Agent of all the Royalist armies of the interior ; Stofflet
opposed the decision, and caused Count Colbert de Maule-
vrier, his former master, to be nominated. At two o'clock
in the morning the Council' separated ; and the Abb^
Bernier had disappeared. What he did on that night
God alone knows ; but at four o'clock in the morning a
republican detachment surrounded the house where Stofflet
was sleeping, unarmed and defenceless, and at half-past
four Stofflet was taken ; a week later he was executed at
Angers. On the next day D'Autichamp took the chief
command, and the same day, in order not to make the
same mistake as his predecessor Stofflet, he named the
Abb^ Bernier General Agent. Do you follow me 1"

*' Perfectly."

" Well, the Abb^ Bernier, General Agent of the belli-
gerent authorities, and endowed with full powers from the
Comte d'Artois, has made overtures to me."

<* To you, Bonaparte, the First Consul 1 Does he dare ]


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Do you not think that is very bold on the part of Abb6
Bernier ] Do you accept his overtures ? "

** Yes, Roland. If la Vendue will give me peace I will
restore its churches and give back its priests."

^* And they will sing the ' Domine, salvum fac regem.' "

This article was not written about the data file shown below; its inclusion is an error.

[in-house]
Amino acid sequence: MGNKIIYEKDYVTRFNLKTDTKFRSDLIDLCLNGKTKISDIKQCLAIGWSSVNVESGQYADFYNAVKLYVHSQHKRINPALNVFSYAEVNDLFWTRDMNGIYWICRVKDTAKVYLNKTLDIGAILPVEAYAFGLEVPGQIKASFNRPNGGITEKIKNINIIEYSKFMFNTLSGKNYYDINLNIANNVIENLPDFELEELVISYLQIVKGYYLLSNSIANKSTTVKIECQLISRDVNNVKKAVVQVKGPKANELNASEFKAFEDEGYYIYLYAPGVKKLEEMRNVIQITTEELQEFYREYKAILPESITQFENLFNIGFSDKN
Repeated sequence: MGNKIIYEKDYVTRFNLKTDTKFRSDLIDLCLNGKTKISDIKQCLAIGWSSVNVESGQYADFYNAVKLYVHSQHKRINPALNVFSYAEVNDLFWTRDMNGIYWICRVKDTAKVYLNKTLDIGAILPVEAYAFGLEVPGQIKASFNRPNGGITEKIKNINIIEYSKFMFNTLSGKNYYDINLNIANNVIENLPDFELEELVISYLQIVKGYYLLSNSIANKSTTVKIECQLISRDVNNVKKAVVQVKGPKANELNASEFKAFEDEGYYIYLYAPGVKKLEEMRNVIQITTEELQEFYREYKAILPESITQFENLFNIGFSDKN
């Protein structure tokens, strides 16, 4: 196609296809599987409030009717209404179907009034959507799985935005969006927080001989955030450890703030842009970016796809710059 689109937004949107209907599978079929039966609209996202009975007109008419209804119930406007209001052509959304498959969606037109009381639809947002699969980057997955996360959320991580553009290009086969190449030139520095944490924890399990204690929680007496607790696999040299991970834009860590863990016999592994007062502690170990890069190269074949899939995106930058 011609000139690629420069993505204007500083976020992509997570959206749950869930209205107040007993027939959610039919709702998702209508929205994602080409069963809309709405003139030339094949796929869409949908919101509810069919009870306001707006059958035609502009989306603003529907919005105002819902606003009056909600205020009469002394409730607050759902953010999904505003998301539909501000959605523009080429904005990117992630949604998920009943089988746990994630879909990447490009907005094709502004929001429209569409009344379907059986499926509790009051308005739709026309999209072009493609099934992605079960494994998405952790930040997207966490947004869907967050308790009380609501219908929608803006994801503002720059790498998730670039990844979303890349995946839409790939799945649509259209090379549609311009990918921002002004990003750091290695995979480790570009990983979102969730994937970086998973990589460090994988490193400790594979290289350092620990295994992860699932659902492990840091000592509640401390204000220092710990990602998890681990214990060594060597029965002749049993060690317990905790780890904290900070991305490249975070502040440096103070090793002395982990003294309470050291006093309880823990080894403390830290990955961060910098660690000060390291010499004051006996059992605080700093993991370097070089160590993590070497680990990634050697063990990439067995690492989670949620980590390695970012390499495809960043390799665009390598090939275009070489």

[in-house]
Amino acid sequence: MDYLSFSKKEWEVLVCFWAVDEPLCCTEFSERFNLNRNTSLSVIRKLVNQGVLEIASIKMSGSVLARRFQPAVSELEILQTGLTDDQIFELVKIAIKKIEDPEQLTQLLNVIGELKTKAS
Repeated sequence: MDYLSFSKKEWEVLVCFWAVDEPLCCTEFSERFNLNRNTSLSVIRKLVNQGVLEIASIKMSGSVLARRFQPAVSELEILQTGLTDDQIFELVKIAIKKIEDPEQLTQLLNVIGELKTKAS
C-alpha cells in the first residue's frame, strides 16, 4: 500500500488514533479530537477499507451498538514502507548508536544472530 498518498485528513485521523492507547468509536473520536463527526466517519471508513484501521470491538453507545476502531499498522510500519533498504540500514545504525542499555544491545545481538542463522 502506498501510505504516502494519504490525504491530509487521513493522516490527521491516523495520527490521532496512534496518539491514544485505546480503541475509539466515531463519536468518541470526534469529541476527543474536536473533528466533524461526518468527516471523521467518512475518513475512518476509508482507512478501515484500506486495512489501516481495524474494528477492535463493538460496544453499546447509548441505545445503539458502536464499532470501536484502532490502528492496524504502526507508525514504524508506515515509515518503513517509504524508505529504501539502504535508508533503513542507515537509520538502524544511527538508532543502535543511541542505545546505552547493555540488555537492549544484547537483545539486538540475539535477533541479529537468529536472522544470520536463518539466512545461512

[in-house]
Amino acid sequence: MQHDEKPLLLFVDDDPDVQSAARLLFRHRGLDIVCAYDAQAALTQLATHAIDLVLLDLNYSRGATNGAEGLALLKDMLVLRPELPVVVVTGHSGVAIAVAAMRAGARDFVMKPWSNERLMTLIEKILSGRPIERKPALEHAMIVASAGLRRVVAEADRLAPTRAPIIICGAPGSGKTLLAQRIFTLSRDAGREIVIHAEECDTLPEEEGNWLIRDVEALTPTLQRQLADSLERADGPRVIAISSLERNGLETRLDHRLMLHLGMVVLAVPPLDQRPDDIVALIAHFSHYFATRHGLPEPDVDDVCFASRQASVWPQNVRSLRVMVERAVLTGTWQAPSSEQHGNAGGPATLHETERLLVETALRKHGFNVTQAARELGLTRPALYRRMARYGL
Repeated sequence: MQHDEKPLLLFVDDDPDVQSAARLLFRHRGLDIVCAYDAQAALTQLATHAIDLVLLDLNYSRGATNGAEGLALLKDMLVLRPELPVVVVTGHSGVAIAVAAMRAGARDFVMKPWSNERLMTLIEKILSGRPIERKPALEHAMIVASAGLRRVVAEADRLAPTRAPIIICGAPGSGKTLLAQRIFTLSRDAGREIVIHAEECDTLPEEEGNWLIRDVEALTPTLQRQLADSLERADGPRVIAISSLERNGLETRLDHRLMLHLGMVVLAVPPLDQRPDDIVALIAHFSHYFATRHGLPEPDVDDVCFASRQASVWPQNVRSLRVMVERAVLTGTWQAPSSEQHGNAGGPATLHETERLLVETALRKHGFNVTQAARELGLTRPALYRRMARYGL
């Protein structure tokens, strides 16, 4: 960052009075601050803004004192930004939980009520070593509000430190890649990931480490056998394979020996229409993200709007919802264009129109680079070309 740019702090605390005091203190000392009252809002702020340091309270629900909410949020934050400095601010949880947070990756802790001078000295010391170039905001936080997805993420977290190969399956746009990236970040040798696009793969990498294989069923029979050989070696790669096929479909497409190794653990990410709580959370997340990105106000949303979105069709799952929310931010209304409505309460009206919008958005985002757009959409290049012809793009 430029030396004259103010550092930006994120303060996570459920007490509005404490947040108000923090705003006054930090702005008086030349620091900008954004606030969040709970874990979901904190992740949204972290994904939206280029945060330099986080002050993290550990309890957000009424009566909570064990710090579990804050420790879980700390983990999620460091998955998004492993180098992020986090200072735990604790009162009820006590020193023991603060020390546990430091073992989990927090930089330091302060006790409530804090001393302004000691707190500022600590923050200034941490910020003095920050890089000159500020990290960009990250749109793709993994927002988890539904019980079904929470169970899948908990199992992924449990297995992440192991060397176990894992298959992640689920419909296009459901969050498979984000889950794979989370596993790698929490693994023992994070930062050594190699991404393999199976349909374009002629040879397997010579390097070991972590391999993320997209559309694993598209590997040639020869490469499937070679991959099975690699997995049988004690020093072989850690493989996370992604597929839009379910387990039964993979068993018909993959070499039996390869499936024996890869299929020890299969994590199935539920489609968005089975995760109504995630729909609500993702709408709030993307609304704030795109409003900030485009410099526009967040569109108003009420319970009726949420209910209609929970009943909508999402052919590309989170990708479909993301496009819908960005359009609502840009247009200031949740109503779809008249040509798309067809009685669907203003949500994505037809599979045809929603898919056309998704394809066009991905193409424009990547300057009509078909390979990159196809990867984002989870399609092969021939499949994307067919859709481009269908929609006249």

'*That would be better than singing nothing at all.
God is all-powerful, and will decide. Does the mission
suit you now, after I have explained it to you ] *'


**Well, here is a letter for General Hedouville. He
will treat with the Abb^ Bernier as general-in-chief of the
army of the West ; but you will be present at all the
conferences. He will be my mouthpiece ; but you will be
my thought. Now go as soon as possible. The sooner
you return, the sooner M^las will be beaten."

*^ General, I only ask time to write to my mother."

'* Where will she leave the diligence 1 ''

" At the H6fcel des Ambassadeurs."

" When do you think she will get there 1 "

'* It is now the night of the 21st of January. She will
arrive on the evening of the 23d, or the morning of
the 24th."

" And she will be at the H6tel des Ambassadeurs 1 "

"Yes, General."

" I will see to everything."

" What I you will see to everything 1 "

" Certainly ; your mother cannot stay at the hotel."

" Where will she stay, then 1 "

"With a friend."

" She knows no one in Paris."

"I beg your pardon. Monsieur Roland, she knows citi-
zen Bonaparte the First Consul, and Josephine his wife."

" You are not going to bring my mother to the Luxem-
bourg, General] That would embarrass her too much."


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" No, I will take her to the Rue de la Victoire."

"Oh, General!"

*^ Come, that is decided. Go now, and return as soon
as possible."

Roland took the First Consul's hand to kiss it ; but
Bonaparte drew him quickly towards him. "Kiss me,
my dear Roland," he said, " and good luck to you."

Two hours later Roland was in a post-chaise on the
road to Orleans. The next day at nine o'clock in the
morning he entered Nantes, after travelling thirty-three


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At almost the same hour that Roland was enterlDg Nantes,
a heavily loaded diligence stopped at the inn of the Golden
Cross in the principal street of Ch&tiUon-sur-Seine. At
that time diligences were composed of only two compart-
ments, — the coup^, or front part, and the inside. The
rotunda is a modern invention.

Scarcely had the diligence stopped when the postilion